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The Midwest is an unsung bastion of natural thrills and daunting romps that will keep you on your booted toes and may even knock you on your butt. Here, straight from the endorphin-chasing trekkers, bikers, climbers, paddlers, and thrill-seekers tearing up these parts, are 21 epic Midwest adventures for pushing your own boundaries.
Spelunking | Paddling | Biking | Climbing
GROWING UP IN Batesville, all of our family vacations were camping and rock climbing. My parents would take us to Red River Gorge at least once a year. From the Sheltowee Trace Trail, there’s an unmarked path that veers into the woods, and then you run into a cliff with little holes in the rock, which are ancient footholds and handholds that the Native Americans left. You climb up to get to the top of the ridge. There aren’t trees or branches to hold. You’re literally on your hands and knees on these rocks. If you fall off, you’ll fall into the canyon. It has a higher probability of injury than any heights I’ve climbed in Indiana. It takes balance, overall strength, and confidence. But it’s exhilarating—you kind of ascend above the forest, and there’s an amazing view at the top—plus other trails to take you back down. You don’t have to descend backward. —Chelsea Cook, 32, brand manager at Eli Lilly & Co. and avid hiker
Adventure Hiking Trail
I’VE TAKEN SOME hikes that were much more along the lines of what you expect in the Appalachians than in Indiana. This trail is beautiful but challenging. The terrain is very much up and down, and there’s a limited number of places where you can get water. Most people have to go in advance and leave caches evenly spaced out at road crossings where they can be picked up as they hike. Put your name on it and the date you plan to pick it up. Most people along that trail recognize how important it is to leave it alone. The nice things about the trail are that it’s a loop, so you only need one vehicle, and there are cabins you can stay at along the Blue River. Keep an eye out for a salamander called a hellbender, which is about a foot long. They’re an endangered species. They’re perfectly harmless. The one I saw was just sunning itself on a log. —Walt Hoel, 58, retail sales lead at REI
I ACTUALLY met my wife, Polly, on the Knobstone. We probably hike it 25 times a year. It’s the longest trail in Indiana; there’s nothing like it here. It’s steeper than a lot of the Appalachian Trail, and those elevation changes come quick. You might not see a lot of people, so it’s good if you like solitude. In winter, we’ll do a couple of end-to-end-to-ends in day-hike sections. It’s a great way to keep in shape for our backpacking trips out West. Some of its views are spectacular. With no leaves on the trees, you can see Louisville on a clear day. —Mick Parker, 66, retired executive and part-time buyer at JL Waters Adventure Outfitters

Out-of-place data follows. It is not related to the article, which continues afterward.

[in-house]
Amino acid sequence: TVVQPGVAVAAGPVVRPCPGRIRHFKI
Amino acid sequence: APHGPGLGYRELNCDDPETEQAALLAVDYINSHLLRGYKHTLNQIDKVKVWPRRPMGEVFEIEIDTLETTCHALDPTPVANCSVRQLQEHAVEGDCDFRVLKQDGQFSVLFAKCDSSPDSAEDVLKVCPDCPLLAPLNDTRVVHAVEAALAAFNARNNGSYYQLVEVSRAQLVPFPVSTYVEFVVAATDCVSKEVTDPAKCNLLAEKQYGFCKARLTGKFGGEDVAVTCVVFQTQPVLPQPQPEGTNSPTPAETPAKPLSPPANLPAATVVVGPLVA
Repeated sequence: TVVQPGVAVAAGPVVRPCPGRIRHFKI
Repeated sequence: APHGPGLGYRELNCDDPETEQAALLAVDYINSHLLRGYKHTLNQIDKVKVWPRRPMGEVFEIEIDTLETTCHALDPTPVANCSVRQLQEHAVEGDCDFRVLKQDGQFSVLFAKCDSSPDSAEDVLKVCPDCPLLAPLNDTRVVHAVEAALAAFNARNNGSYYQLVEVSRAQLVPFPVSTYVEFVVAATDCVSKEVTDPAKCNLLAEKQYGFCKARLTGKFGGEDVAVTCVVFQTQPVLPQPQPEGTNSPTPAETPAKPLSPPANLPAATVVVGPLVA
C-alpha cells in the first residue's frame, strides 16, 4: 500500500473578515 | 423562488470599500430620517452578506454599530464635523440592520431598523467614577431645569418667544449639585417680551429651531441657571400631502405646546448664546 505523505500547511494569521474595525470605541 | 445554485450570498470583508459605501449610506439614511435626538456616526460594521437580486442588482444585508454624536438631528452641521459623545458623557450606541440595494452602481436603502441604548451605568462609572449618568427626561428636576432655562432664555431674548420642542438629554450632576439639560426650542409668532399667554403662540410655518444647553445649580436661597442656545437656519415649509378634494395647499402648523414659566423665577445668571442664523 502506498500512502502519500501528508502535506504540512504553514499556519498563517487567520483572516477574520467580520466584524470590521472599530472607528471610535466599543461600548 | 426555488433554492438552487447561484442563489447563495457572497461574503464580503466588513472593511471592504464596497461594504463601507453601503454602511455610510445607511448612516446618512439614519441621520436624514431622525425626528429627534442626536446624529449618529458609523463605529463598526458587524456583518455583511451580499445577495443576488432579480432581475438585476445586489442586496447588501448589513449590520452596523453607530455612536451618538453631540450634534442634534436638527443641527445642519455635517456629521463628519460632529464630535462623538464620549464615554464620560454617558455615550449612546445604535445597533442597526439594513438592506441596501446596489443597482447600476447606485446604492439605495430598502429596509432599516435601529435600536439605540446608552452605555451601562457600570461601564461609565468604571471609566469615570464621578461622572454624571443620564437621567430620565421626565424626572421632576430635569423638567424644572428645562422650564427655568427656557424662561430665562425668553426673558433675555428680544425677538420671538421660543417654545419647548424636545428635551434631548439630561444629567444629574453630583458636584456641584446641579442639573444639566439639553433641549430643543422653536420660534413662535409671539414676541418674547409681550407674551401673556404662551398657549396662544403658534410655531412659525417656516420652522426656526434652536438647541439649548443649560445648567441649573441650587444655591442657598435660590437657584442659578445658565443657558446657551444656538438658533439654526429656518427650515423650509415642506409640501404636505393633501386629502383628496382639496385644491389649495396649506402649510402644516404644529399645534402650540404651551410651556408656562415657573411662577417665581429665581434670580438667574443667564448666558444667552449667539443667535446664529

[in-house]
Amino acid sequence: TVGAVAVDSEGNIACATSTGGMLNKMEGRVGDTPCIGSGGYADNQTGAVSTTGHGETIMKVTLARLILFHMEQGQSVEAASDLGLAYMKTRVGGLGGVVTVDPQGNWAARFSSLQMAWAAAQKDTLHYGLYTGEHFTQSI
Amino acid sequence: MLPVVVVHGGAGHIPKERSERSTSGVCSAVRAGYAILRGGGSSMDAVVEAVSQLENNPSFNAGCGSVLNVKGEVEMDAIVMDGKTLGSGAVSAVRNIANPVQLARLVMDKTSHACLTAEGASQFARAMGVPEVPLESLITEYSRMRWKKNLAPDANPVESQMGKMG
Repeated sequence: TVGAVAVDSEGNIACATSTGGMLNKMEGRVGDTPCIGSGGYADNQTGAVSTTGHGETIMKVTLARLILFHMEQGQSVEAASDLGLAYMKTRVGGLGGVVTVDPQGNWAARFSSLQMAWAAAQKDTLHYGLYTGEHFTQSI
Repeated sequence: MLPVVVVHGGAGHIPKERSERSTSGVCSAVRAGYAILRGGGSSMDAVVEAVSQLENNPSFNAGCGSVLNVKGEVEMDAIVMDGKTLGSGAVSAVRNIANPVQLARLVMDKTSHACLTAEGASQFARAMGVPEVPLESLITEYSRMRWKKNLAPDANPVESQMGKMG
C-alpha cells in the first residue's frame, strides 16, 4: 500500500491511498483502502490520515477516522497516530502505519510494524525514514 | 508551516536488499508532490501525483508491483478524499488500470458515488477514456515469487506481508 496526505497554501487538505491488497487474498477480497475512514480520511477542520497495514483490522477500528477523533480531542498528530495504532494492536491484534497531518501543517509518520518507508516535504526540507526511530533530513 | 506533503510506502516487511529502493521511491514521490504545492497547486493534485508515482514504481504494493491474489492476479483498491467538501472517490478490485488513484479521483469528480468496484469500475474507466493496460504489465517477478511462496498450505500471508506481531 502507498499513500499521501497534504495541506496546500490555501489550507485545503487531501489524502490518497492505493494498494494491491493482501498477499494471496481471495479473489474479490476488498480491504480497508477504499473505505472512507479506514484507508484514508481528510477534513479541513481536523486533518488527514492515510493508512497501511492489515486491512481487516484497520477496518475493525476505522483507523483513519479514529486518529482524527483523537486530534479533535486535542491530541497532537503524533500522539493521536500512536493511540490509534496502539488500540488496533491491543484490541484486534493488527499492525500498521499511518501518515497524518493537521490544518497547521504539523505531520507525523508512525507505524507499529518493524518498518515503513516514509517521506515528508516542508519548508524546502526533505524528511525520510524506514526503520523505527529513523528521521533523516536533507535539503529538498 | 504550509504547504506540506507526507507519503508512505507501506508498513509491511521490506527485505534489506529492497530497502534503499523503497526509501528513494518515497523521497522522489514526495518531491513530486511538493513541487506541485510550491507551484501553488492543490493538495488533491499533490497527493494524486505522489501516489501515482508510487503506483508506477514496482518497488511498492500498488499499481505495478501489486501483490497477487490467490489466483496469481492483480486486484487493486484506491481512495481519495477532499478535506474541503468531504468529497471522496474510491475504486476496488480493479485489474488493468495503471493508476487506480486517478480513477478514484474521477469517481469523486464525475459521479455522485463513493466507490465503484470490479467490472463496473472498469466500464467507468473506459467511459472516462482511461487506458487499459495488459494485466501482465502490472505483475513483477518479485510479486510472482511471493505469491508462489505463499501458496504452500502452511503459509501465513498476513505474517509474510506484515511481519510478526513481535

YOU CAN FIND 4,498 feet of elevation gain and loss pretty easily in Brown County. The Tecumseh Trail is a good option. It’s a through-hike. I’d rather run it any day because then you don’t have to carry all the weight of a backpack. People will dump their water because they want to lighten their load. The best thing you can do to prepare is make sure you’re getting in mileage with the gear you would actually take with you. Good chocolate is also a must on a backpack trip. It’s a mood-booster. When people start getting low, bust out a chocolate bar and share some squares. It’s also a great tip if you’re hiking with kids. —Kate Nolan, 50, owner of Brown County Bikes and professional mountain bike instructor
Three Dune Challenge
I HIKED EVERY trail in the state parks during COVID-19. The Indiana Dunes challenge is fun but really tough. The DNR challenges you to do the three tallest dunes consecutively, the equivalent of 55 stories. You’re in deep sand, and sometimes it’s really hot outside. The sand flies can be pretty bad. They’re all over you. I actually did it three times in a row on the same day. It’s not that tough if you’re in really good shape. —Terry Fletcher, 65, founder of the Indiana Trail Running Association
How to Walk Down a Sand Dune
The tricky thing is that the sand will slide away as you step on it. So you’re sliding as much as walking, but you’re doing both. You have to stay upright or your feet will slide out from under you. Once you get the hang of it, it’s pretty fun.
Walt Hoel, REI
River to River Trail
IN 2020, MOST OF the trail-running races were canceled. Athletes turned to the website Fastest Known Time to compete against a clock instead of each other. No female had attempted to set an FKT on the River to River Trail, near me. I thought, We gotta get some girl power going on here.
In April 2021, I set the FKT for a supported through-hike at two days, 17 hours, and 35 minutes. In accordance with my desire to pursue the next hardest thing, I wanted to see if I could complete it without any assistance—self-supported. That’s 50 miles a day of rocky, gnarly terrain with a heavy backpack containing everything I would need. I cached seven boxes of supplies along the rail the week before.
You have to go in April before the horses tear up the trails, the ticks get too thick, and the trail gets overgrown. But it’s still freezing at night. I figured my chance of success was 50 percent.
At 8:24 a.m., I dipped my toe in the Ohio River, the ceremonial start. My plan was to run the flats and downhills and power-hike the uphills. On the first day, my sleep system was at my cached drop at mile 50.3, so I had no choice but to make it that far.
Filtering water takes a long time, and I was rationing so I didn’t have to do it very often. This was a terrible move. Hydrate, don’t diedrate. At the Garden of the Gods, I walked out to the amazing overlooks, appreciating the sunshine blanketing the vast expanse of wilderness and watching pine trees dance.